I have a confession to make.
The date is marked, Sepetember the third, where I make my public statement to the audience of four that reads this blog, that Tolkien did not inspire, and influenced little of, my fantasy novel.
*Tuxedo-wearing audience chokes on their toothpicked hors d'oeuvres upon hearing this public statement. Appalled looks of outrage are exchanged with one another as they contemplate their lack in character judgment by coming out to support me*
Or, perhaps, it's refreshing.
Of all the fantasy works I've come across, I've found nil to none free of an obvious Tolkien praise, influence, or even parody.
But we'll get to this later. We're going to be disucssing two Tolkien-related things in this post.
1) My lack of inspiration from Tolkien as opposed to my main influence (which will be revealed shortly)
2) Tolkien's characterization
Ahh, yes. We're here. The Tolkien post. The fantasy writer's repertoire of influence begins and ends with a gollum impression that has been responsible for several deaths by choking (is he doing the best impression yet or did the olive finally get to him?).
When I look at my own repitoire of influence, particularly regarding the fantasy genre (as I've been favoring the science fiction genres in these past posts), I recognize a closet tinged with the beauty of Tolkien though I must admit I think our greatest device should be the mirror staring back at us in that closet.
Exploring the wealth of our imagination and potential is not always easy, though, and guides, chosen carefully, are never a bad thing. Now, my greatest influenece, as I promised I'd reveal, was....
That's right. I am one of THOSE people. I grew up playing swords and knights and animals and lightsabers and video games. In fact, just last week I had a thrilling battle of knights with -- well, back to the post, shall we?
Not Skyrim in particular but the entire Elder Scrolls saga. In fact, I shiver to think that I may even have to remove this post one day lest I be criticized for allowing it to manipulate my world-building techniques too closely. The mideival Empire, the vividly unique provinces, the depth of history and religion. Todd Howard, Bethesda Softworks, they are not just video game makers, but lush, underrated story creators that could rival Tolkien himself. The irony is that I'd be bold enough to guess that half of their players do not bother to even pore over a THIRD of their lore. Next post, or perhaps the one after, we'll see, I will do a lesson on world building. But now, back to Tolkien.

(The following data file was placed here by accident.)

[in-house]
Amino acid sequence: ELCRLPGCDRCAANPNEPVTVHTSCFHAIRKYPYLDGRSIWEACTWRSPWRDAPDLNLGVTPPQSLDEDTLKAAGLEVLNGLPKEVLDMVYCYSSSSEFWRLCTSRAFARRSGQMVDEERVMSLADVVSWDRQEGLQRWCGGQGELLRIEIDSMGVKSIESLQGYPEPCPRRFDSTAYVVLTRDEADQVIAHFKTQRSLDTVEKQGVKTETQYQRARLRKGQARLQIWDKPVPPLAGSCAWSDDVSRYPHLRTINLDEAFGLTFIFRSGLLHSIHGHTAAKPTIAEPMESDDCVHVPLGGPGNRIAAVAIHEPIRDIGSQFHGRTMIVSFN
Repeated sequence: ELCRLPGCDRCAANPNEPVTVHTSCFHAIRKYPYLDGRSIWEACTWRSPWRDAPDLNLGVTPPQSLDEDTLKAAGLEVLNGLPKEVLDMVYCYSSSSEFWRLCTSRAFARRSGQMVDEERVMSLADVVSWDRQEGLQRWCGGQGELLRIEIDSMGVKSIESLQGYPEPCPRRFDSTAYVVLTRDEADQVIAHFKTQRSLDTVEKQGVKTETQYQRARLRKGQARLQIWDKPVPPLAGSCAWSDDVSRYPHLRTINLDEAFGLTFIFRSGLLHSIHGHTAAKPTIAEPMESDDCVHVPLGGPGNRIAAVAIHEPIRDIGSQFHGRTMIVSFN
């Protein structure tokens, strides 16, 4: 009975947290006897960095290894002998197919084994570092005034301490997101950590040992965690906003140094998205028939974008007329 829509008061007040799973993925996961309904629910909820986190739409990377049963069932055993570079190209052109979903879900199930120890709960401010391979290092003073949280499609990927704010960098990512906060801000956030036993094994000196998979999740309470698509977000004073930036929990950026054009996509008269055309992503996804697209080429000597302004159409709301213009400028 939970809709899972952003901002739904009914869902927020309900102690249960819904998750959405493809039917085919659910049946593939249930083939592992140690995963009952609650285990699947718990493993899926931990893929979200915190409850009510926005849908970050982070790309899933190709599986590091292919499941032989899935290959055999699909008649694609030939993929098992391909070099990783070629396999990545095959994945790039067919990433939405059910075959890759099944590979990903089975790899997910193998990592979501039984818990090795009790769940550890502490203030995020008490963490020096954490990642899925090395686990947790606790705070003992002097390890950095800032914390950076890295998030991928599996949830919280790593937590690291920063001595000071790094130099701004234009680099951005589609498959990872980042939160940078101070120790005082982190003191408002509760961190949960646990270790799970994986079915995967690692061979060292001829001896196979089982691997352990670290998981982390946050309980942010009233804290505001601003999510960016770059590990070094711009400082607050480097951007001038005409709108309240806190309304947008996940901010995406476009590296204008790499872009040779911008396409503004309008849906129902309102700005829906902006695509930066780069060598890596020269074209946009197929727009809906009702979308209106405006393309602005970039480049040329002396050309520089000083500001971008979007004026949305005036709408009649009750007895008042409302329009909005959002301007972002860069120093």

character from that book who made a lasting impression and part of that is faulted on the amount of characters he tossed into the pot. How many dwarves were there? And all their names rhymed? When you are authoring a book, EVERY character must pop. A name and a dialogue tag will not do. It is YOUR job to make even the guard -- yes, the guard who is in every single fantasy novel as the typically middle-aged, plate armored, and frighteningly easy to kill off -- stand out as a unique person. Give them a lisp, a limp, a white eye, make them toothless (my most recent effort). There will be no stock characters. But that's how I felt with Tolkien repetitive dwarves. It came across as more a child's fable than a true fantasy novel.
And that's EXACTLY what
it was. A child's fable.
Here's some Tolkien history for you.
The entire Lord of the Rings saga was intended to be for children. But once he began writing the core trilogy, he realized it was darker than intended and allowed it to mature naturally. THAT is when he hit his mark on characterization.
The Fellowship party teemed with originality. Aragorn, Gimli, Legolas -- all as different as night and day. And then we have the hobbits, of whom Sam is the true hero, I believe. The one who humanizes it all -- in it for Frodo, not for the world. Unsure of himself and yet sure of his devotion. Knowing he will recieve none of the glory, never has, and still carrying Frodo in my favorite scene of book three up Mount Doom. (<-- Tolkien sort of...ran out of creative names when he dubbed that).
-- Why he was the best hobbit. Also a close recollection (similair, though not inspired by this, I must add) of one of MY favorite lines in Breakers. But you'll have to read it to find out.
My time runs short as I must write my nightly chapter before the hermit crabs need re-hydrating, but I will make one more statement. It may very well be that my impressed attitude towards the characters in Lord of the Rings is solely credited to the actors in the movie, who, in some circumstances, made "good" characters "great." As Michael Caine said, the most important part of a movie is casting. After that, the work is done for you.
So go ahead and check out my "Fun Stuff" tab, actors, and write me with your acceptance letters. There's been a few additions.